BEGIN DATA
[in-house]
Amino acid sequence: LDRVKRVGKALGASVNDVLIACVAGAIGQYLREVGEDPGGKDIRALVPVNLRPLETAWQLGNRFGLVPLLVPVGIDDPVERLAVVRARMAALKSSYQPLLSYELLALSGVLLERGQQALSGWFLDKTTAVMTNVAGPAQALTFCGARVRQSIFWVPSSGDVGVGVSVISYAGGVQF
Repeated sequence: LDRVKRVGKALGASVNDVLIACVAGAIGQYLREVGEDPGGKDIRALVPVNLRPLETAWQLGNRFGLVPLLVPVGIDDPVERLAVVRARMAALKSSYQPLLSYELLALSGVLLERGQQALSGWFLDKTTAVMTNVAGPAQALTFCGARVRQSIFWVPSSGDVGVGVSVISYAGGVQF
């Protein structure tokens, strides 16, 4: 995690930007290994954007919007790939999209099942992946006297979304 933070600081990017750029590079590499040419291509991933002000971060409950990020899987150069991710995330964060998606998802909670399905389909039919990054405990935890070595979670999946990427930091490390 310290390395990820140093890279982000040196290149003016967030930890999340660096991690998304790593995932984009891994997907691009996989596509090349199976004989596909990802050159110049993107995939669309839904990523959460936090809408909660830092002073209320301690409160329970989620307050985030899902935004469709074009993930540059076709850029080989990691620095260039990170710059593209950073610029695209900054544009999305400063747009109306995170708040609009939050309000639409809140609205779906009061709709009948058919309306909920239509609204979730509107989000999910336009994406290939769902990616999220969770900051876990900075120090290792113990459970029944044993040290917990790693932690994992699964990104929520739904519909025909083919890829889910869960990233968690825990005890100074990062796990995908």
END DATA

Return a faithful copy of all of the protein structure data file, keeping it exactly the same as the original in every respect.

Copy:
[in-house]
Amino acid sequence: LDRVKRVGKALGASVNDVLIACVAGAIGQYLREVGEDPGGKDIRALVPVNLRPLETAWQLGNRFGLVPLLVPVGIDDPVERLAVVRARMAALKSSYQPLLSYELLALSGVLLERGQQALSGWFLDKTTAVMTNVAGPAQALTFCGARVRQSIFWVPSSGDVGVGVSVISYAGGVQF
Repeated sequence: LDRVKRVGKALGASVNDVLIACVAGAIGQYLREVGEDPGGKDIRALVPVNLRPLETAWQLGNRFGLVPLLVPVGIDDPVERLAVVRARMAALKSSYQPLLSYELLALSGVLLERGQQALSGWFLDKTTAVMTNVAGPAQALTFCGARVRQSIFWVPSSGDVGVGVSVISYAGGVQF
């Protein structure tokens, strides 16, 4: 995690930007290994954007919007790939999209099942992946006297979304 933070600081990017750029590079590499040419291509991933002000971060409950990020899987150069991710995330964060998606998802909670399905389909039919990054405990935890070595979670999946990427930091490390 310290390395990820140093890279982000040196290149003016967030930890999340660096991690998304790593995932984009891994997907691009996989596509090349199976004989596909990802050159110049993107995939669309839904990523959460936090809408909660830092002073209320301690409160329970989620307050985030899902935004469709074009993930540059076709850029080989990691620095260039990170710059593209950073610029695209900054544009999305400063747009109306995170708040609009939050309000639409809140609205779906009061709709009948058919309306909920239509609204979730509107989000999910336009994406290939769902990616999220969770900051876990900075120090290792113990459970029944044993040290917990790693932690994992699964990104929520739904519909025909083919890829889910869960990233968690825990005890100074990062796990995908």